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The spermicide did not, however, affect rates of gonorrheal or chlamydial infection.

Frequent Use of Nonoxynol-9 Increases Risk of HIV Transmission

Laurie Barclay, MD
Medscape Medical News 2002. © 2002 Medscape

Sept. 30, 2002 — Frequent use of nonoxynol-9 potentiates transmission of HIV-1 but not of gonorrhea or chlamydia, according to results of a randomized trial reported in the Sept. 28 issue of The Lancet.

Although laboratory studies have suggested that this common spermicide gel might help prevent HIV-1 infection, this trial suggests that it is not only ineffective, but could actually increase HIV-1 transmission if used more than three times daily. The investigators and editorialist stress the importance of developing an effective vaginal microbicide.

"Nonoxynol-9 no longer has a part to play in HIV-1-prevention," lead author Lut Van Damme, MD, formerly from the Institute of Tropical Medicine in Antwerp, Belgium and now with CONRAD in Arlington, Virginia, says in a news release. "Our data show that low frequency use of nonoxynol-9 causes neither harm nor benefit; but that frequent use increases a woman's risk of HIV-1 infection by causing lesions."

This placebo-controlled, triple-blinded trial analyzed data from 765 female sex workers in South Africa, Côte d'Ivoire, Benin, and Thailand. Incidence of HIV-1 infection was 16% (59 of 376) in women who used nonoxynol-9 and 27% (104 of 389) in users of placebo gel (402.5 vs. 435.0 woman-years; hazard ratio [HR] adjusted for center 1.5; 95% confidence interval [CI] 1.0-2.2; P=.047).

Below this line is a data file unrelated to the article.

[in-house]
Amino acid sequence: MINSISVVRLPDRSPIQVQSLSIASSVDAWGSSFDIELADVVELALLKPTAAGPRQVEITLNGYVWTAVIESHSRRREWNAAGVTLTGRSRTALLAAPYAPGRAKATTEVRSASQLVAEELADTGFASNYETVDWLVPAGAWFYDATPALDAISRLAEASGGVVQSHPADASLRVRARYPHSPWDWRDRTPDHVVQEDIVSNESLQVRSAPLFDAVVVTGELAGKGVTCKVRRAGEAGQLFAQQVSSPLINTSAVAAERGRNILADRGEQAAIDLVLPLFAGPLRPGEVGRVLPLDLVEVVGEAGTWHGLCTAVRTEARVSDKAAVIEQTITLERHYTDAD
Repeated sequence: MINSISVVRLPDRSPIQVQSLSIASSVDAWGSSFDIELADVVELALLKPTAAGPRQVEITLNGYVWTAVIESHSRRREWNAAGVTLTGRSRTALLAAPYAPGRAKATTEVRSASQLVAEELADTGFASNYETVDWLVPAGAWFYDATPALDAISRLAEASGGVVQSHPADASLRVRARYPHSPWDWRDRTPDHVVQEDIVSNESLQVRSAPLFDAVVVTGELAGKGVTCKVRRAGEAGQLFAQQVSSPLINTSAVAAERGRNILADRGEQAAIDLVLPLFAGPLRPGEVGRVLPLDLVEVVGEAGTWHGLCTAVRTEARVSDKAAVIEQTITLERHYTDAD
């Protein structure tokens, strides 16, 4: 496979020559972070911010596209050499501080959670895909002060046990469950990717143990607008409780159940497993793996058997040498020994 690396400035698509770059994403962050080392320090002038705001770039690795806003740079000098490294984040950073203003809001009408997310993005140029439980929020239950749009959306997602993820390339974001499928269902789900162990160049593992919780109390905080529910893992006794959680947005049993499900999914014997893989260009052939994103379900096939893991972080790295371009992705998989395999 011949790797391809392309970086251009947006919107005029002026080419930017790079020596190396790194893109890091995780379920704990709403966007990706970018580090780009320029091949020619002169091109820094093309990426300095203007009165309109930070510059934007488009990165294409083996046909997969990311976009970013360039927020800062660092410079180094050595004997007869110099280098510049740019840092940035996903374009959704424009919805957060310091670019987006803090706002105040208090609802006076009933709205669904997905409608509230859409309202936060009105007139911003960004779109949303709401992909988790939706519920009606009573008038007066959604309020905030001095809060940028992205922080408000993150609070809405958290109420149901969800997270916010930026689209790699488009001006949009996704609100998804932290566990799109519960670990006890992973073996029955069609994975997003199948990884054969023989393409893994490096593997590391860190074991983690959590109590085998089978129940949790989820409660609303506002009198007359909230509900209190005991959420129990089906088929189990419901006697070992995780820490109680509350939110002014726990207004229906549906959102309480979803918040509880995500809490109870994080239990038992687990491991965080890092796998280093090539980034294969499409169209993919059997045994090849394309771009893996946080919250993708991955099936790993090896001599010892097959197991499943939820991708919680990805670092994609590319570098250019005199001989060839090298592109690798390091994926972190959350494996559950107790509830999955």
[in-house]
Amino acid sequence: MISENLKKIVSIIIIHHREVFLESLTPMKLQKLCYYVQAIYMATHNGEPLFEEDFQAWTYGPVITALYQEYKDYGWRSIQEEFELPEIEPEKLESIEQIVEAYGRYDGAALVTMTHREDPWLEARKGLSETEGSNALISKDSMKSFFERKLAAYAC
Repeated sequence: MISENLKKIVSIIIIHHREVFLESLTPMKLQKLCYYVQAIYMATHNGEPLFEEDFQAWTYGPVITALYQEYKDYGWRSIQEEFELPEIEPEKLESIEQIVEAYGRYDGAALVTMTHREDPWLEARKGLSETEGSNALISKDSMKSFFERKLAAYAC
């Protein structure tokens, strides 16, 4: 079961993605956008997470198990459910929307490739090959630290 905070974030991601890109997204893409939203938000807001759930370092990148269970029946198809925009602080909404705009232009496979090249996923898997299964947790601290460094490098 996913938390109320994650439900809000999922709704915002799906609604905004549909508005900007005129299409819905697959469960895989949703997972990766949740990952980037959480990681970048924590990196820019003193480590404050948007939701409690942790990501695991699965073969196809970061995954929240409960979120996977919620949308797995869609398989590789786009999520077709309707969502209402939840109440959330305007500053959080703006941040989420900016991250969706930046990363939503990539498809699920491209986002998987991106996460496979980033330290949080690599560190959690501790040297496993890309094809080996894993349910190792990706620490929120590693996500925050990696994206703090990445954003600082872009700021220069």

In 239 women (32%) who used more than 3.5 applicators per working day, risk of HIV-1 infection in the nonoxynol-9 group was almost twice that in placebo users (HR 1.8; 95% CI 1.0-3.2), which the authors attributed to toxic effects of the spermicide causing vaginal lesions with epithelial disruption. In women who used the gel less frequently, infection rates were similar in the nonoxynol-9 and placebo groups.

"It is vitally important that the global effort to develop an effective vaginal microbicide that reduces the risk of acquisition of HIV (and preferably other sexually acquired infections) among women does not lose any momentum as a result of the negative results of the van Damme trial," David Wilkinson, from the University of South Australia in Adelaide, writes in an accompanying commentary. "The concept is sound, the need is great, and many important lessons have been learned: the search continues."

Lancet. 2002;360:971-977,962-963

Reviewed by Gary D. Vogin, MD
Laurie Barclay, MD, is a staff writer with WebMD.

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